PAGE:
SSNs already contribute a huge amount by disseminating information; and providing opportunities for networking and skills sharing.
SHCG provides a regular training programme through an annual conference and seminars on relevant topics (one of the most popular of which is ‘How to Identify Whatchamacallits’, run at least once a year and always oversubscribed). We have developed firstBase; an easily accessible web-based database of curatorial information. We publish an annual journal and twice-yearly newsletter; and have set up an e-Mail list for the sharing of information in less formal ways. We have also established the ‘Object Lessons’ loan box scheme to enable individual curators or small groups to develop their own knowledge.
This is the kind of purpose that we feel more SSNs should serve in the future. However, this will require sustainable funding streams. SHCG has its own funding stream through a paying membership scheme and has survived due to the continued commitment of members and committee members in contributing time and effort to the running of the group, largely due to their own passion for the subject and desire to assist colleagues. The narrow focus of some newer SSNs may mean they have limited scope for this constant renewal of keen and committed leadership. The newer SSNs are also likely to suffer from the demise of funding from MLA, as they have no funding stream left open to them. This means they will only be able to do things on a free/voluntary basis, which has implications for the standard or amount of work they can do. Succession planning and the consideration of future funding is needed at this stage, while enthusiasm is still high, to prevent their failure over the next few years.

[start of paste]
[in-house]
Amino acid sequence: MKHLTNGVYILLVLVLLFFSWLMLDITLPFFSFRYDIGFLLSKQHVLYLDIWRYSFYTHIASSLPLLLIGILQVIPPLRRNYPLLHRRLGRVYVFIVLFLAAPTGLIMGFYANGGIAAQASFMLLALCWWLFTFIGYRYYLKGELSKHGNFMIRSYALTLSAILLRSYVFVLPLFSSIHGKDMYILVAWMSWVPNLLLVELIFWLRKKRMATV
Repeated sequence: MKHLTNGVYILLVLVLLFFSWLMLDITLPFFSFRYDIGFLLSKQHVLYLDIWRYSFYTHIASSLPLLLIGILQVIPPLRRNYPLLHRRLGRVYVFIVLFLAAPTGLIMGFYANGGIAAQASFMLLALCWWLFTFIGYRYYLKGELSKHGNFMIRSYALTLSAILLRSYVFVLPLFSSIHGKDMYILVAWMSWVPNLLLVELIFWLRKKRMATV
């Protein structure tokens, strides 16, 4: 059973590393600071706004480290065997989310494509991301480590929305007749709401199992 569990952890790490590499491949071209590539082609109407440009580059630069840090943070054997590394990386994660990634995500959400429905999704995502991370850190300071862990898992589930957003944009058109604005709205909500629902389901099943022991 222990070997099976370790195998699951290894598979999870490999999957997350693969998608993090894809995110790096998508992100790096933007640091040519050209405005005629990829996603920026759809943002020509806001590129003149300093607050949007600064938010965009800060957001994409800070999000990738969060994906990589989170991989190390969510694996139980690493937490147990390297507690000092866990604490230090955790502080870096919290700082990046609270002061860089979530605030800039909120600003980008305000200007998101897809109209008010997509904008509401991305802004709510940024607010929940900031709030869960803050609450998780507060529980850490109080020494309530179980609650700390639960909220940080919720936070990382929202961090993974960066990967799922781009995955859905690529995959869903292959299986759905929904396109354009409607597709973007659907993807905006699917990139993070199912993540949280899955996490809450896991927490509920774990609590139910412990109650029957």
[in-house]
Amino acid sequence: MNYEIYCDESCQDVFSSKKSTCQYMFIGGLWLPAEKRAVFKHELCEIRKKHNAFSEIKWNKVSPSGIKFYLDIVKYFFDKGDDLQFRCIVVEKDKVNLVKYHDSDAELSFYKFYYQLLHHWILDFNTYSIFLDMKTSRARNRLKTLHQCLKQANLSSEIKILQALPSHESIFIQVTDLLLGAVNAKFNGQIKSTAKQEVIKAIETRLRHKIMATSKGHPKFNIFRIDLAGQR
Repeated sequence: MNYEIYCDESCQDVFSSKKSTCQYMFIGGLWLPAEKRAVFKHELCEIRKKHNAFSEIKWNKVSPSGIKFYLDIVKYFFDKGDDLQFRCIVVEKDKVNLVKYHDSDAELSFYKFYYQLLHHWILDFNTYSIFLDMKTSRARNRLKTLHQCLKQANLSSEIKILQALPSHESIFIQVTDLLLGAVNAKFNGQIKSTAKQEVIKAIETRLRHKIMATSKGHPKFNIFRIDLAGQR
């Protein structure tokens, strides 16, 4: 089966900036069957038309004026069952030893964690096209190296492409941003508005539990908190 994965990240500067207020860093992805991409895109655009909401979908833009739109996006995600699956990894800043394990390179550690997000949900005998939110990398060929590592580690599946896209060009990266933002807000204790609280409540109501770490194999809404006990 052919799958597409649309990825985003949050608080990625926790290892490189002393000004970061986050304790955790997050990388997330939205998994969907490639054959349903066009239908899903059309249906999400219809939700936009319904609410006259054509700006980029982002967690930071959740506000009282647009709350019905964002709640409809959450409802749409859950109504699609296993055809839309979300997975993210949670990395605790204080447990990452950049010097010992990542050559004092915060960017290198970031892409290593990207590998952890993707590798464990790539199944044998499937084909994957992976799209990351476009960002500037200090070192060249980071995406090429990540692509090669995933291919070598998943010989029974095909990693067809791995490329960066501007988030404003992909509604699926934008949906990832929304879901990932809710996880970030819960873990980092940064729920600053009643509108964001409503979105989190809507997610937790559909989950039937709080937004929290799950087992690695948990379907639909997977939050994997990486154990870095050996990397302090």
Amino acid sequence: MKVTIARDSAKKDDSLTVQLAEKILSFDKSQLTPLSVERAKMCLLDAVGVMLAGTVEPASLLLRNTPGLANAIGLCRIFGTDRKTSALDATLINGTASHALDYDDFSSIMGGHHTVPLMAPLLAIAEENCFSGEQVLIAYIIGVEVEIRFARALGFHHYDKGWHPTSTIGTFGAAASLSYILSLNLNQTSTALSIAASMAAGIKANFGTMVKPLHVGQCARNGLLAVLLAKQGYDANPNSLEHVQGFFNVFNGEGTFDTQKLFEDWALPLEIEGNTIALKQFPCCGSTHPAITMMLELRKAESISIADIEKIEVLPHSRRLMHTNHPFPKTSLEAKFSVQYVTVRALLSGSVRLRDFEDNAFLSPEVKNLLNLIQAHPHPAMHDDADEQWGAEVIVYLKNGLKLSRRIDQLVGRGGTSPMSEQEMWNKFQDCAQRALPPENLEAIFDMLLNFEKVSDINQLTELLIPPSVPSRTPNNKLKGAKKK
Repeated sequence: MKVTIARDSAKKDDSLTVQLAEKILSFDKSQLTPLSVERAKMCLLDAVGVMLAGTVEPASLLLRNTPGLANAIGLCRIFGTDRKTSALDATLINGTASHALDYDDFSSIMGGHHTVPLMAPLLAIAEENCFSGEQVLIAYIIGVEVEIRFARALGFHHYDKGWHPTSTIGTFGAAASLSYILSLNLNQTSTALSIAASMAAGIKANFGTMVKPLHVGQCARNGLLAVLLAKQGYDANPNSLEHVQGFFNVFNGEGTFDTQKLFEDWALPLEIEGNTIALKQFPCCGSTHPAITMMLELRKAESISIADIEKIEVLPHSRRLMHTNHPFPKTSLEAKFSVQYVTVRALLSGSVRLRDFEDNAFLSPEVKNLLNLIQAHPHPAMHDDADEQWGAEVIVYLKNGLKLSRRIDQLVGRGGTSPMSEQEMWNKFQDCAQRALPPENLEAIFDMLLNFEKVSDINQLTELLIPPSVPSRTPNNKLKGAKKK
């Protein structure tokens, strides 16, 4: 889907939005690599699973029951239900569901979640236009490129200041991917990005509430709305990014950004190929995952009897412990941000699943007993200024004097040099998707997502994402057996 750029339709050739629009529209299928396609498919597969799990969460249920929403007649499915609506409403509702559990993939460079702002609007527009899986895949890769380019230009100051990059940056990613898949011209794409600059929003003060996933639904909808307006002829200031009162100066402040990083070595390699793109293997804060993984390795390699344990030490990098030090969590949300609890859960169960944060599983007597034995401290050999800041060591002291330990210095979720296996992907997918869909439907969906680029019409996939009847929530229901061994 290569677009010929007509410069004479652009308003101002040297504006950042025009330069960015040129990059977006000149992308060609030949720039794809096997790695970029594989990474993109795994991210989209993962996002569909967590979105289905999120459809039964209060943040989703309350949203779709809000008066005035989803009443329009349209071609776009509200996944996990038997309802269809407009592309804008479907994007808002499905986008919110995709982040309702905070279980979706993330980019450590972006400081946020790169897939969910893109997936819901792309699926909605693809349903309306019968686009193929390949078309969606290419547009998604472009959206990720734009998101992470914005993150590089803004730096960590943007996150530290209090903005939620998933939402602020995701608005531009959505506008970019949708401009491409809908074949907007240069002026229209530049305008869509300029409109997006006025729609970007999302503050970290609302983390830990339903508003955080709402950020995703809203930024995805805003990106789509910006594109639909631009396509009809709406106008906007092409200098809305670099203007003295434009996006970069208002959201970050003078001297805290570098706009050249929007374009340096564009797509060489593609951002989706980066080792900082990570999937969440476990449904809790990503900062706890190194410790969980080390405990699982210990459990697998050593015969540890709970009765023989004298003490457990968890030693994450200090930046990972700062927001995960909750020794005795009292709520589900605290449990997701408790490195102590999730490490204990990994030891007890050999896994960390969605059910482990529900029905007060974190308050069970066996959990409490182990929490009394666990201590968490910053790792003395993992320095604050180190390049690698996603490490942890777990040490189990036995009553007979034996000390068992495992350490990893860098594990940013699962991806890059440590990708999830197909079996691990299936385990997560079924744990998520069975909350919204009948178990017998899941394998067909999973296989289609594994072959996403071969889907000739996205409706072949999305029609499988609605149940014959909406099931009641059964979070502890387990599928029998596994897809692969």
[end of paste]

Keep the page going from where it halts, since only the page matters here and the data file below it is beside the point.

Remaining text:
7. How can we develop mentoring and specialist groups within organisations and the sector to encourage the sharing of knowledge between colleagues?